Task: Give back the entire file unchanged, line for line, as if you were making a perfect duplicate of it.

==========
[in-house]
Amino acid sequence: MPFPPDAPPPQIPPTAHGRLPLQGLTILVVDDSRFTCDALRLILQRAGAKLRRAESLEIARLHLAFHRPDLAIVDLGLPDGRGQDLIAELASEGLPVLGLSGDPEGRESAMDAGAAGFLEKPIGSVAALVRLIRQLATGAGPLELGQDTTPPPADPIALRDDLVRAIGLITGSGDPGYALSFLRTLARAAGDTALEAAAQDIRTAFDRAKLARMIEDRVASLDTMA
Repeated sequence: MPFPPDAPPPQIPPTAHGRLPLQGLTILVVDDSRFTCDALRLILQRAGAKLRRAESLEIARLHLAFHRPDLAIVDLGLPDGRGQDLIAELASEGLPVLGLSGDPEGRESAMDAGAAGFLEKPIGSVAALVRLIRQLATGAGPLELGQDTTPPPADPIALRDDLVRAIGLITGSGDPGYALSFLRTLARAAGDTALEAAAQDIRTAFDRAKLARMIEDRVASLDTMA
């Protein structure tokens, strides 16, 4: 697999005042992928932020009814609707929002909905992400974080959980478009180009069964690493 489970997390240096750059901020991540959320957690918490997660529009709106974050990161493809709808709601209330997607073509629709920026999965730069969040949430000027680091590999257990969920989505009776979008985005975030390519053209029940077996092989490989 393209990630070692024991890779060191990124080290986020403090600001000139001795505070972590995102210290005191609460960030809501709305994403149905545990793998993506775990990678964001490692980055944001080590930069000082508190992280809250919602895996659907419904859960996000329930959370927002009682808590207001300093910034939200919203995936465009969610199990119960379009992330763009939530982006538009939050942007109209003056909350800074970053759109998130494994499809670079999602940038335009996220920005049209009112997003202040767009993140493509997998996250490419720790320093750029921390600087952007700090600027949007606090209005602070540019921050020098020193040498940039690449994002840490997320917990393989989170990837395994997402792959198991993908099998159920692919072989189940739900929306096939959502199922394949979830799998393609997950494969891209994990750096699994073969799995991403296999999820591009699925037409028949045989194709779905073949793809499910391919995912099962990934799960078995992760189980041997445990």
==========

[in-house]
Amino acid sequence: MPFPPDAPPPQIPPTAHGRLPLQGLTILVVDDSRFTCDALRLILQRAGAKLRRAESLEIARLHLAFHRPDLAIVDLGLPDGRGQDLIAELASEGLPVLGLSGDPEGRESAMDAGAAGFLEKPIGSVAALVRLIRQLATGAGPLELGQDTTPPPADPIALRDDLVRAIGLITGSGDPGYALSFLRTLARAAGDTALEAAAQDIRTAFDRAKLARMIEDRVASLDTMA
Repeated sequence: MPFPPDAPPPQIPPTAHGRLPLQGLTILVVDDSRFTCDALRLILQRAGAKLRRAESLEIARLHLAFHRPDLAIVDLGLPDGRGQDLIAELASEGLPVLGLSGDPEGRESAMDAGAAGFLEKPIGSVAALVRLIRQLATGAGPLELGQDTTPPPADPIALRDDLVRAIGLITGSGDPGYALSFLRTLARAAGDTALEAAAQDIRTAFDRAKLARMIEDRVASLDTMA
């Protein structure tokens, strides 16, 4: 697999005042992928932020009814609707929002909905992400974080959980478009180009069964690493 489970997390240096750059901020991540959320957690918490997660529009709106974050990161493809709808709601209330997607073509629709920026999965730069969040949430000027680091590999257990969920989505009776979008985005975030390519053209029940077996092989490989 393209990630070692024991890779060191990124080290986020403090600001000139001795505070972590995102210290005191609460960030809501709305994403149905545990793998993506775990990678964001490692980055944001080590930069000082508190992280809250919602895996659907419904859960996000329930959370927002009682808590207001300093910034939200919203995936465009969610199990119960379009992330763009939530982006538009939050942007109209003056909350800074970053759109998130494994499809670079999602940038335009996220920005049209009112997003202040767009993140493509997998996250490419720790320093750029921390600087952007700090600027949007606090209005602070540019921050020098020193040498940039690449994002840490997320917990393989989170990837395994997402792959198991993908099998159920692919072989189940739900929306096939959502199922394949979830799998393609997950494969891209994990750096699994073969799995991403296999999820591009699925037409028949045989194709779905073949793809499910391919995912099962990934799960078995992760189980041997445990």